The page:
Pro-Life Procession set for Jan. 20
Marchers focus on prayer, peace, awareness

The diocesan Respect Life Apostolate is organizing a peaceful and prayerful march on Saturday, Jan. 20 in downtown McAllen to promote a message of life and hope in our community. All are invited to march and give witness to life. Prayer groups, church groups, Catholic schools, families and individuals are welcomed and encouraged to attend.

By PAUL BINZ
The Valley Catholic

McALLEN — The sixth annual March for Life, set for Jan. 20 in McAllen, brings together hundreds in support of life.

Organizers of the March for Life are hoping for participation from a broad spectrum of Valley Catholics – parishes, groups and contingents from all four Valley counties.

“It’s a peaceful march; it’s a peaceful, prayerful rosary procession,” said Sylvia Garcia of the Respect Life Apostolate. “Our main goal is to bring awareness of the 1973 Roe v. Wade decision that legalized abortion in this country.”

“We’re praying to overturn Roe vs. Wade,” Deacon Rudy Sepulveda of Our Lady of Perpetual Help Parish in McAllen said.

This year’s march will begin at 9 a.m. at St. Joseph the Worker Parish on South 23rd Street, proceed toward downtown McAllen and then wind up at Sacred Heart Church on South 15th Street. Bishop Daniel E. Flores is scheduled to participate.

“It’s our sixth year of going (downtown) and the main reason we do it … is the awareness,” Garcia said. “People are shopping, they’re hearing the word of God, they’re hearing our prayers. They come up to us and they say, ‘We support you.’ We are against abortion, we’ll get people who say we’re doing a good job. We’ll get honks, thumbs-up.”

Since the Roe vs. Wade ruling in 1973, abortions in the United States – a nation with 325 million living residents – passed the 60 million mark on Dec. 14, according to the www.numberofabortions.com website. Legalized abortion is one of the most contentious issues the United States faces, with opponents and supporters massed firmly in one camp or the other.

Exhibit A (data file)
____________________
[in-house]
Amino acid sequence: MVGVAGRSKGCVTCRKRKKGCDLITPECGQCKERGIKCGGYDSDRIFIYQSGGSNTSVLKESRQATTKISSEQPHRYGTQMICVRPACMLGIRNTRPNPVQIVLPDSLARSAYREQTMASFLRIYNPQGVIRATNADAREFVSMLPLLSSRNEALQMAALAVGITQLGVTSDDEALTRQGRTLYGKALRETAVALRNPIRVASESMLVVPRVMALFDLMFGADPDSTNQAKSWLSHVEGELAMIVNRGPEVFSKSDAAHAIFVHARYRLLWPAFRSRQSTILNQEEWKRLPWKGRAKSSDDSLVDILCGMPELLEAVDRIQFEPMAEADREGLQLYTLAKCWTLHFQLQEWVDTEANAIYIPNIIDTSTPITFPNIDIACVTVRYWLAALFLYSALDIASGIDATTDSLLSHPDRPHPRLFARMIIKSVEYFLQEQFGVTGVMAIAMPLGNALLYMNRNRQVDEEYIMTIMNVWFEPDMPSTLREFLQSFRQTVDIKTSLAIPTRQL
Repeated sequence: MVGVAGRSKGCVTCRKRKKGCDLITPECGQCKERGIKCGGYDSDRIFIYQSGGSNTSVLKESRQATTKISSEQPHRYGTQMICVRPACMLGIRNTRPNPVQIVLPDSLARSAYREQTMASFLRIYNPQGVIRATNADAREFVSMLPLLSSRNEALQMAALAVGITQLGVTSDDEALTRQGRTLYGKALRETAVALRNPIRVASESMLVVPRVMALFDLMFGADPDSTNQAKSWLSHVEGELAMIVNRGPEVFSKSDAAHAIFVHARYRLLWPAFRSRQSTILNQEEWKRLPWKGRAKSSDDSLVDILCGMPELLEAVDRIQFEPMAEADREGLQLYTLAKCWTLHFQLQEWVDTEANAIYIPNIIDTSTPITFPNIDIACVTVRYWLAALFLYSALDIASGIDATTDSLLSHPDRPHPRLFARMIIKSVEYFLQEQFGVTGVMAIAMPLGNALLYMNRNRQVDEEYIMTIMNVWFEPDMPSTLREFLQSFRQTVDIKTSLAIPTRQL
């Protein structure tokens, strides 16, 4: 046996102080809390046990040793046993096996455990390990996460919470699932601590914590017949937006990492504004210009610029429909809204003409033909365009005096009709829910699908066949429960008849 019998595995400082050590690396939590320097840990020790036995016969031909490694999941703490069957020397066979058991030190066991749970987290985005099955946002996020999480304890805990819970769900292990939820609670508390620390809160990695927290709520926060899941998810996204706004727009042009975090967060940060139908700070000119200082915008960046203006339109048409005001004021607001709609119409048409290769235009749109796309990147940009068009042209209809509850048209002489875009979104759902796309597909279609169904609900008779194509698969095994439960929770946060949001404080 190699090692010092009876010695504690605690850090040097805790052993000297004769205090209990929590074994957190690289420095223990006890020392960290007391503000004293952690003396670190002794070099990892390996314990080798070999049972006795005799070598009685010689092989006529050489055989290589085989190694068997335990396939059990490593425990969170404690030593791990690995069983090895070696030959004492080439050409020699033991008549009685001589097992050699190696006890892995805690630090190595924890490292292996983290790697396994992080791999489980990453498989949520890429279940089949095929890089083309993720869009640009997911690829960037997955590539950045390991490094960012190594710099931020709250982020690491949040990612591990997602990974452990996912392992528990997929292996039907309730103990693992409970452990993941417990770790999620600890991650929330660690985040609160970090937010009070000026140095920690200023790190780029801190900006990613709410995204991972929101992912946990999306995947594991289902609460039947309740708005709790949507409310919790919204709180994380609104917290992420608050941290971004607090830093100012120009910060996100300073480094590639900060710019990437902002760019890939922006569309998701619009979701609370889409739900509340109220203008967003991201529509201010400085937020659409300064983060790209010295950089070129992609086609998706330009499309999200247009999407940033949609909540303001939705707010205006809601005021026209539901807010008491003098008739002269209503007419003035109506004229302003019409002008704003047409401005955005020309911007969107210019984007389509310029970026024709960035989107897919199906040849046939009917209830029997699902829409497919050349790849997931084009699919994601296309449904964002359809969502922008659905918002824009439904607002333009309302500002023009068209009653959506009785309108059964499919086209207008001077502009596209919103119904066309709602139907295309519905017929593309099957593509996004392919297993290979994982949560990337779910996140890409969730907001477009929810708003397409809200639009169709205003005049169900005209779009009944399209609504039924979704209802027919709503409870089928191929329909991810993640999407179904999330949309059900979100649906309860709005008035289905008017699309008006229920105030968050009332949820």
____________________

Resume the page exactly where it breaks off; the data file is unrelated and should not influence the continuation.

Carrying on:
“There are people I know involved in the pro-life movement who have children on the other side that same day (of the March for Life), and they’re cheering for that cause. The parents are devastated,” Deacon Sepulveda said. “It hits close to home, in other words. It’s not just a theory up here. The community’s involved, very intimately, personally.”

“Everything that’s going on in the news, everyone is trying to find out what is our moral compass – both sides of the aisle, liberals and conservatives,” Garcia said. “We’re all looking at how society is – our moral values. So this is the time to be more active and sign petitions and call our representatives.”

Organizers say they are seeing another difference today, with more young people becoming involved with the issue – even if divided on their stance.

“This youth that is coming up now is very different than anybody we’ve seen before. These guys are for real – they don’t get scared,” organizer Edwin Rodriguez said. “I’m impressed with them. We need to get them aboard and get them pro-life.”

“This is the time that God has brought us together to bring about this awareness in changing hearts and minds,” Garcia said. “You wouldn’t believe how many young people are marching, lots of young people. We’re seeing a tidal wave of change in hearts and minds.”

Although this will be the sixth year of the downtown march, prayer services in support of life date back much earlier, including a Pro-Life Living Rosary held for several years starting in 2003 at the Basilica of Our Lady of San Juan del Valle – National Shrine.

The local March for Life is associated with a national movement commemorating the anniversary of Roe vs. Wade. The national March for Life on Jan. 18 in Washington, D.C., which has taken place annually since 1974, precedes the McAllen march, and the state March for Life is set for Jan. 27 in Austin.

Organizers welcome participation from everyone who supports life, including non-Catholics.

“It’s going to take the whole community” to overturn Roe vs. Wade, Garcia said.

“Bring your rosary,” one organizer said. “Mother Mary will take care of the rest.”